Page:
Democracy or a steamroller?
Democracy is a form of political culture and communication. In order for it to work and be sustainable, it requires, like any other sophisticated system, fixed rules, a certain cultural environment, and – most importantly – a system for ensuring the observance of all these principles.
Everything obviously does not depend on the Riigikogu, but it is only a slight simplification to say that aside from our culture’s generally degraded values, it is the current rules and regulations of the Riigikogu, including the way we present and process our draft laws, which are largely responsible for deficiencies in democracy, including why it is taking such an effort to move forward towards a real democracy.
As development of common law and culture takes time, as it must, and these are not things that cannot be foisted on the Riigikogu or even the Speaker, in my opinion, we must begin from the issue of how we deliberate on bills that are introduced.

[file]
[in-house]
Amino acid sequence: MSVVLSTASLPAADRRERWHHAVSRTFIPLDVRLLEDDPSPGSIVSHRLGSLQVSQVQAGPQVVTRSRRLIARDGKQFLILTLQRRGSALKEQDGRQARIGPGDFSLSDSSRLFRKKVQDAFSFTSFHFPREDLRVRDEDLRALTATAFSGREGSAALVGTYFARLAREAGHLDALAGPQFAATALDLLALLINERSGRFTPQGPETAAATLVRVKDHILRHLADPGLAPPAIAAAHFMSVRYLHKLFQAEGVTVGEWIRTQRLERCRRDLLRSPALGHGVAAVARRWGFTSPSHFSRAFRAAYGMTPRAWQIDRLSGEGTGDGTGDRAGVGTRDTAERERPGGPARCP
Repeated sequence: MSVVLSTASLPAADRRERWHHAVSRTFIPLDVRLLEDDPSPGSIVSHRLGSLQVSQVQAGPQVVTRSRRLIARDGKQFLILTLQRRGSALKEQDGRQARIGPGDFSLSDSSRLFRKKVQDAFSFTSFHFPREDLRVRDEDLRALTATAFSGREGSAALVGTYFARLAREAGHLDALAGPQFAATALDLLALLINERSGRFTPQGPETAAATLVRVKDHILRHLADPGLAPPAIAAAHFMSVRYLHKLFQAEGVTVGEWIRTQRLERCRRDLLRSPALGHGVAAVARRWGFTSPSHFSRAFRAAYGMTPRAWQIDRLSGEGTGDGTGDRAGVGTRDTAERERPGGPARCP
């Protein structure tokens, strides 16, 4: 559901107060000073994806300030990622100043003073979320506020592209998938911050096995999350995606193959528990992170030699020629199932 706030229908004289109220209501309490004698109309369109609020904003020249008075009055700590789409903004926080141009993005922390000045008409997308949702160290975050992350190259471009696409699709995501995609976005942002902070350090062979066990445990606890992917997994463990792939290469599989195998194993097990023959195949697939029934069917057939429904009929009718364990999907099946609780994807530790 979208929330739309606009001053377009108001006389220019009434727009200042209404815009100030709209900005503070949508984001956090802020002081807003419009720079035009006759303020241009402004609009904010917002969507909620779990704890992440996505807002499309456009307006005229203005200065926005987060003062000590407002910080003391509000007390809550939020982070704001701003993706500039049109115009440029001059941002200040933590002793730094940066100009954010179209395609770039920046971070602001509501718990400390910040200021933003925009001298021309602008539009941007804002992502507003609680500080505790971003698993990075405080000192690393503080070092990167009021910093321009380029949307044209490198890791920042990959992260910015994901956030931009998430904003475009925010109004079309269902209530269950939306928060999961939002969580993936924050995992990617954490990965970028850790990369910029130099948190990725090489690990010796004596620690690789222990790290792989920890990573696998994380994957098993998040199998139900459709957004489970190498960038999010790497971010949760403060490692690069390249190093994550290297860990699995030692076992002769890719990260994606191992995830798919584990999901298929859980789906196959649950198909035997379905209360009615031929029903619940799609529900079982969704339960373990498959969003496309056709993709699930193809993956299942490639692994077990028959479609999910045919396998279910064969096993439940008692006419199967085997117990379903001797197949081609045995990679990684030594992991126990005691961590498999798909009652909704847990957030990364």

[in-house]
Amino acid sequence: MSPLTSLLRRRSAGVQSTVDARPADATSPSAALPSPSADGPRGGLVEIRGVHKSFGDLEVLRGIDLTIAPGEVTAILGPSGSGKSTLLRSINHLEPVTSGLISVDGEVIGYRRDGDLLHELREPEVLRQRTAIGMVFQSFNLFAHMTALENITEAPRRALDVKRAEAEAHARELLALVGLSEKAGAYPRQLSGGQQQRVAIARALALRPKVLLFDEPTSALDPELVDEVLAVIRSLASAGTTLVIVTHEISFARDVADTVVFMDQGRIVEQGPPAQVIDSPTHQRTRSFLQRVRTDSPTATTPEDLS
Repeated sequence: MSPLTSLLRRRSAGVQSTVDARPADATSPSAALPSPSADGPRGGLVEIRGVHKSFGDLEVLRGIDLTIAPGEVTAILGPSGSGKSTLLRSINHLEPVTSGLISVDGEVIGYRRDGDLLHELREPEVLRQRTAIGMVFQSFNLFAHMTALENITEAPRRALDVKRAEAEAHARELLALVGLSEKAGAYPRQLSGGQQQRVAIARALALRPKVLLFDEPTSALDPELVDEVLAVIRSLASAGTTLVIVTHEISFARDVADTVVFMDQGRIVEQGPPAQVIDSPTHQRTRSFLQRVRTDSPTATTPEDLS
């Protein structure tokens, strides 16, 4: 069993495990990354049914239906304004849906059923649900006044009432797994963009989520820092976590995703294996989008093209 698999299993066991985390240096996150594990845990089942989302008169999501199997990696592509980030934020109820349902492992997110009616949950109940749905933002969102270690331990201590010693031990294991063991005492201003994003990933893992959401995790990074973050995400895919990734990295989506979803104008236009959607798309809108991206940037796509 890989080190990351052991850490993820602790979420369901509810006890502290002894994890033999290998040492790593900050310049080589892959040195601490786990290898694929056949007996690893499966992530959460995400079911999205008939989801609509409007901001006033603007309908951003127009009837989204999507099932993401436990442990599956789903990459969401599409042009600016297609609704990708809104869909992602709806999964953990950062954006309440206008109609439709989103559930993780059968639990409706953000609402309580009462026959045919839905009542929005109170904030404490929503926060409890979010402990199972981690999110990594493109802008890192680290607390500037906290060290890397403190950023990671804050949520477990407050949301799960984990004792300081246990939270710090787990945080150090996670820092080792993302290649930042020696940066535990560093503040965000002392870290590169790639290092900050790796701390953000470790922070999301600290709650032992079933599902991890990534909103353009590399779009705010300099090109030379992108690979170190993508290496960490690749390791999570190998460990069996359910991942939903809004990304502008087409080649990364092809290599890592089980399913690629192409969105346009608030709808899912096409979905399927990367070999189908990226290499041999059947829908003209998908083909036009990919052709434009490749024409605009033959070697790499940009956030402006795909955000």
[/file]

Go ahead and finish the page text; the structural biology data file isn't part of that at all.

First it would be necessary to improve gradually, but consistently, the level of quality requirements set out for the drafts accepted for processing. This is particularly true for the explanatory notes. A draft can be discussed in its essence only when it has been shown with sufficient clarity what it is that is to be achieved with the law or with the amendment, what will be brought about by application of the law, what the planned conditions to achieve the set goal are, and what the risks are.